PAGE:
An Evolutionary Paradox...
"Evolution, by favoring fitness, drives truth to extinction." - Donald Hoffman
"Trust isn't about content, it's about process" - Macomb Gladwell
Evolutionary biologists use the word fitness to describe how good a particular genotype is at leaving offspring in the next generation relative to other genotypes. So if brown beetles consistently leave more offspring than green beetles because of their color, you’d say that the brown beetles had a higher fitness. In evolution, fitness is about success at surviving and reproducing, not about exercise and strength.
Of course, fitness is a relative thing. A genotype’s fitness depends on the environment in which the organism lives. The fittest genotype during an ice age, for example, is probably not the fittest genotype once the ice age is over.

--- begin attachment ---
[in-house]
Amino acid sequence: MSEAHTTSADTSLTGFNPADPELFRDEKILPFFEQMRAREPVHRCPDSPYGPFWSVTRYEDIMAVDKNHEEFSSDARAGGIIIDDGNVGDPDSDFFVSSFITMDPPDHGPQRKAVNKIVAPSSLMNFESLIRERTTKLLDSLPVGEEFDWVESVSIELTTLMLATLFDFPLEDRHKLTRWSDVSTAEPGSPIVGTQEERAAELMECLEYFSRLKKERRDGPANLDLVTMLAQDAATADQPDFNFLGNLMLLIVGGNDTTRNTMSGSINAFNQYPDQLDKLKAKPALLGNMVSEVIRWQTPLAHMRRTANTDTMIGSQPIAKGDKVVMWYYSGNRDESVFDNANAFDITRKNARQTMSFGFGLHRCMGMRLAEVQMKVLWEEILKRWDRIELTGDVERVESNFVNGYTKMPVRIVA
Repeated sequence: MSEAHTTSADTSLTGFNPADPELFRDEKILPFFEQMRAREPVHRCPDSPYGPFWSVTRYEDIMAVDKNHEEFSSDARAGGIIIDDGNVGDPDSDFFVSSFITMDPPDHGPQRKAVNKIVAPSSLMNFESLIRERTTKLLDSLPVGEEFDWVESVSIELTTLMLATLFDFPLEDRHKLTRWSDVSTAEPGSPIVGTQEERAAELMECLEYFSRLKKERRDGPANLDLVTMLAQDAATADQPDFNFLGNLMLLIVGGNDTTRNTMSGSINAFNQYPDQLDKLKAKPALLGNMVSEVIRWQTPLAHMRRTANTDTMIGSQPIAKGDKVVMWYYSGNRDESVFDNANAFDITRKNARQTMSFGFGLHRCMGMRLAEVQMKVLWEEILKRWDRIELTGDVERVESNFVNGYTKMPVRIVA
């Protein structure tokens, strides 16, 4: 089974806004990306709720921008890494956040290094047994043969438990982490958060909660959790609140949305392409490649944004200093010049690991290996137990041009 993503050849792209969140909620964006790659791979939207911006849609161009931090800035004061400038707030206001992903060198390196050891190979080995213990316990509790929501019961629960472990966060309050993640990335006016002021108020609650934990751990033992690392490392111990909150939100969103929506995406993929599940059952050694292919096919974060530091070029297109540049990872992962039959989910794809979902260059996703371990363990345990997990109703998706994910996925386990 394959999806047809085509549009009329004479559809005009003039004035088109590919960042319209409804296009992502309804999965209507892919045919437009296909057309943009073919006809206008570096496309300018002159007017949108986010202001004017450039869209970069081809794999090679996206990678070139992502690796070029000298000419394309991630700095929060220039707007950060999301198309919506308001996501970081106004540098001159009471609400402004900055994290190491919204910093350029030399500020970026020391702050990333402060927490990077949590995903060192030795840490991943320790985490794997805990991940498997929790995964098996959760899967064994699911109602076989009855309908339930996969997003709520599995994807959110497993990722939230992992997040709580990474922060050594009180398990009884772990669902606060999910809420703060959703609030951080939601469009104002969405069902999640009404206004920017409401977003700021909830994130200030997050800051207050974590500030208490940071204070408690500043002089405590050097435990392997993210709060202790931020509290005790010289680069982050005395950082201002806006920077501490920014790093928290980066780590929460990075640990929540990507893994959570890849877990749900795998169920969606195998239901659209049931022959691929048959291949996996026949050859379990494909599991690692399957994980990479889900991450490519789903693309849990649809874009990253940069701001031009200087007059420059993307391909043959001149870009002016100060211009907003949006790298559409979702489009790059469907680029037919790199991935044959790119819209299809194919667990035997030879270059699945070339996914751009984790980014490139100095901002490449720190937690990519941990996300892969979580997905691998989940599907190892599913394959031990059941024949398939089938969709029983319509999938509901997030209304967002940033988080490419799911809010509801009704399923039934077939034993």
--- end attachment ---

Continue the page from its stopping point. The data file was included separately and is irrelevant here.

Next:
Fitness is a handy concept because it lumps everything that matters to natural selection (survival, mate-finding, reproduction) into one idea. The fittest individual is not necessarily the strongest, fastest, or biggest. A genotype’s fitness includes its ability to survive, find a mate, produce offspring — and ultimately leave its genes in the next generation.
Caring for your offspring, producing thousands of young — many of whom won’t survive — and sporting fancy feathers that attract females are a burden to the health and survival of the parent. These strategies do, however, increase fitness because they help the parents get more of their offspring into the next generation.